The joint best man speech is the trickiest in the book. Done badly, it can come across like a dodgy variety act. Do it well, and you’ll never receive so many offers of free drinks (with possible add-ons)!
When joint Best Men fail to live up to expectations, it usually comes down to their approach. The first major (and common!) pitfall is to get carried away from the off, and to think of it as a comedy routine, rather than a speech.
Even the Chuckle Brothers spent years crafting their signature style, and chances are, you don’t have that much time to play with. So the first step is to craft a speech. It might sound obvious, but all too often joint Best Men can get ahead of themselves, thinking in terms of a double act before they’ve even put pen to paper. You can only be as good as the words on the page.
It’s worth repeating. Two men, one speech. It’s not uncommon for each speaker to come up with their own set of notes separately, and try to fit them together in a seamless fashion. This rarely works. For lack of a better analogy, it’s like making a cake with two different mixes, and hoping for the best.
When it comes to gathering your thoughts and ideas, joint best men should agree on a set of topics in advance. It might be the groom’s fashion sense, his love of fast cars, or his frankly embarrassing taste in music – whatever is most relevant. Deciding on that theme before making notes will help draw everything together
Crafting a Speech
Gathering your ideas is relatively straightforward. The hard part is next: putting it all together. The good news is that the only real difference between a Best Man and a joint Best Man speech is that there are two speakers. The bad news is that writing a genuine winner requires time, patience, and originality! For further information on how to write a Best Man speech, read this… Guarantee Laughs: Best Man Speech
Forgive me for referring to the Chuckle Brothers twice in one article, but their catchphrase (“from me, to you, from me, to you”) is something joint best men can learn from. We read dozens of drafts from joint Best Men every year, and the most common mistake is to focus too heavily on the comic interplay. Yes, it’s their moment to shine, but they’re not the stars of the show. That title belongs to the newlyweds:
‘Cheers Dave, for that unique insight’, or ‘I didn’t think you’d bring that up Steve’ isn’t content, it’s filler, and too much of it will detract from the overall success.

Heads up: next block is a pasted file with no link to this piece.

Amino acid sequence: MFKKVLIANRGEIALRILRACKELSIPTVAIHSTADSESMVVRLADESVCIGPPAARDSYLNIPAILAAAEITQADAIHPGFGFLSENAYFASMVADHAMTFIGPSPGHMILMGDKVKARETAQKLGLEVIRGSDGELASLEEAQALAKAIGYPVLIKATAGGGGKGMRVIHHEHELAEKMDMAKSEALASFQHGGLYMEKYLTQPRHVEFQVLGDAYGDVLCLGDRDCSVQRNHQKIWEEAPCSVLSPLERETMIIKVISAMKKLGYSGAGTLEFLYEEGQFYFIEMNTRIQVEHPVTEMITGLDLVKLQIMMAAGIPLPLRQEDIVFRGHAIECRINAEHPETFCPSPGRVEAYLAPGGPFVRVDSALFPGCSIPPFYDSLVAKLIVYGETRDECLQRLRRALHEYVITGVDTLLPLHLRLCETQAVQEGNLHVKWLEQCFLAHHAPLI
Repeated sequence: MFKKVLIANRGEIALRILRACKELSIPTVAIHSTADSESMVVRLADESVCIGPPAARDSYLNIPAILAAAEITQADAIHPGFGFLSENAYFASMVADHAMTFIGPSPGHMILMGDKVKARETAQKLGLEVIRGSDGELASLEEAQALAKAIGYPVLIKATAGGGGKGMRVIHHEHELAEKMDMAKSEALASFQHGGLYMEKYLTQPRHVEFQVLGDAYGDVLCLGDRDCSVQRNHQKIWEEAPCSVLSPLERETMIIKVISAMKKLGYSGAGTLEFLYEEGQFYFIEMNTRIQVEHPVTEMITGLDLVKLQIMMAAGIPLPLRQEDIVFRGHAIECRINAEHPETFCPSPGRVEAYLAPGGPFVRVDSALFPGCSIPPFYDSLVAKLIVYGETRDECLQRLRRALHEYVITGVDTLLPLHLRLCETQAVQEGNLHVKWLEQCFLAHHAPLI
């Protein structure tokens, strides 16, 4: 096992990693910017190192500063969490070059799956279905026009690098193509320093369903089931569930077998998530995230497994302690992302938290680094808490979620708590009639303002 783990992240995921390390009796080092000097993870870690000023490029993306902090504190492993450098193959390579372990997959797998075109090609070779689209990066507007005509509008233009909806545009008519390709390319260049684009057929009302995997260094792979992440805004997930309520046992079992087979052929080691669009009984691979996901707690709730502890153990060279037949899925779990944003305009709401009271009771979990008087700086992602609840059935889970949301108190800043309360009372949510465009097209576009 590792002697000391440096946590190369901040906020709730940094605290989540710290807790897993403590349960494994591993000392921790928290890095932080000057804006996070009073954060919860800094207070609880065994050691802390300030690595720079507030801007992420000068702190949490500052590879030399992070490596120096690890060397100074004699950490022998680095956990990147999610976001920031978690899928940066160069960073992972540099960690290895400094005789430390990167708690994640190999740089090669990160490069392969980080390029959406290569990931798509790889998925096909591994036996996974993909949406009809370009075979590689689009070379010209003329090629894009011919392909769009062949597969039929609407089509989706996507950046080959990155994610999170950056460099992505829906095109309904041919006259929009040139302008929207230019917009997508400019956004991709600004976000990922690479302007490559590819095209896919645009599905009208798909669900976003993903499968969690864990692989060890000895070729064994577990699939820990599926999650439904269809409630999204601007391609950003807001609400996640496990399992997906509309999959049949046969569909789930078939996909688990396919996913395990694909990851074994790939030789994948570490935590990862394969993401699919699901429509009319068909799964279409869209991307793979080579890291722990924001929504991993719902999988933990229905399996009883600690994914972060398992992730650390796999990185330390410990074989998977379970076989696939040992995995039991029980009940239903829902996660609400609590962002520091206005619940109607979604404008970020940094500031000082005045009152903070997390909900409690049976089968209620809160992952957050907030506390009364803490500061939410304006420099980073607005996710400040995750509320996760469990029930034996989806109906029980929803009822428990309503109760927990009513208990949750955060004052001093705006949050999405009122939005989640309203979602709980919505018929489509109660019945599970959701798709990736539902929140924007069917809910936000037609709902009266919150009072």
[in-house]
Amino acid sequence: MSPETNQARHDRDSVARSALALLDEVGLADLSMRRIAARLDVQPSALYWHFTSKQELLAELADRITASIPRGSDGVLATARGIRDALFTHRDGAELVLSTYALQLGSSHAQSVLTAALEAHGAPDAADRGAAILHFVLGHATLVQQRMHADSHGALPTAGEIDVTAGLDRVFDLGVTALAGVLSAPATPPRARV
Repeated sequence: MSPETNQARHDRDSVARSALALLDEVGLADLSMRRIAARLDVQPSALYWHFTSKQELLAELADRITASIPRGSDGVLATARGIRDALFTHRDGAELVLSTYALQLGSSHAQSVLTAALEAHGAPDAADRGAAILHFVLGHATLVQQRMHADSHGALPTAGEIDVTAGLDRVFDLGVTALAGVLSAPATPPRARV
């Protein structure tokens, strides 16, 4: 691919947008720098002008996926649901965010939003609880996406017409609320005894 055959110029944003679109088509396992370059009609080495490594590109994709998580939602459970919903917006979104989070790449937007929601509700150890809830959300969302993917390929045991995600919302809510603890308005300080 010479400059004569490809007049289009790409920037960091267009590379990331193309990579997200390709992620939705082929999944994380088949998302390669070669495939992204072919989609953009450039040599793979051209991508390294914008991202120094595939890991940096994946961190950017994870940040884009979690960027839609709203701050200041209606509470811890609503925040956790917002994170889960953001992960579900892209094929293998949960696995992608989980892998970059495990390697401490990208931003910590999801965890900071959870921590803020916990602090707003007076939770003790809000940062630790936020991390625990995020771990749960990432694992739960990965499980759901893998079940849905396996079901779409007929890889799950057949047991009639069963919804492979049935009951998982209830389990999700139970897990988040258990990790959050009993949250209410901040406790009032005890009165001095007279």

We would always recommend writing the speech, and then deciding who says what. A paragraph to me, a paragraph to you, is another bit of Chuckle Brothers inspired advice worth remembering. Joint Best Men often like to have one speaker tee up the joke, and let the other come in to deliver the punchline. It might work once or twice, but too much of it and it could interrupt the flow. Nor is it necessary. A good joke will work. A bad one won’t.
Sometimes, though not often, the Best Men know the groom from very different periods of his life. One might be a work colleague, the other an old school friend, for example. If there’s little crossover, then it’s more likely the groom will ask for two separate speeches. But it can and does happen. There are different ways to tackle this. Were we to use the above example, you could compare how the groom was at school to how he is at work. Alternatively, decide on a theme which excludes neither Best Man, so each can bring their own perspectives, anecdotes, and memories to the table.
- Prepare for the whole speech, together, from the start
- Write it so that either of you could read the whole thing through if either of you was ill on the day.
- By all means introduce yourselves, but don’t forget you are simply a vehicle for guests to find out more about the groom.
- With more content, and more speakers, it’s even more vital that you keep your language clear, punchy and incredibly easy to deliver.
- Every great speech includes a sincere section. Just because there’s two of you, doesn’t mean it should be ignored.
If you would like help writing your best man speech…
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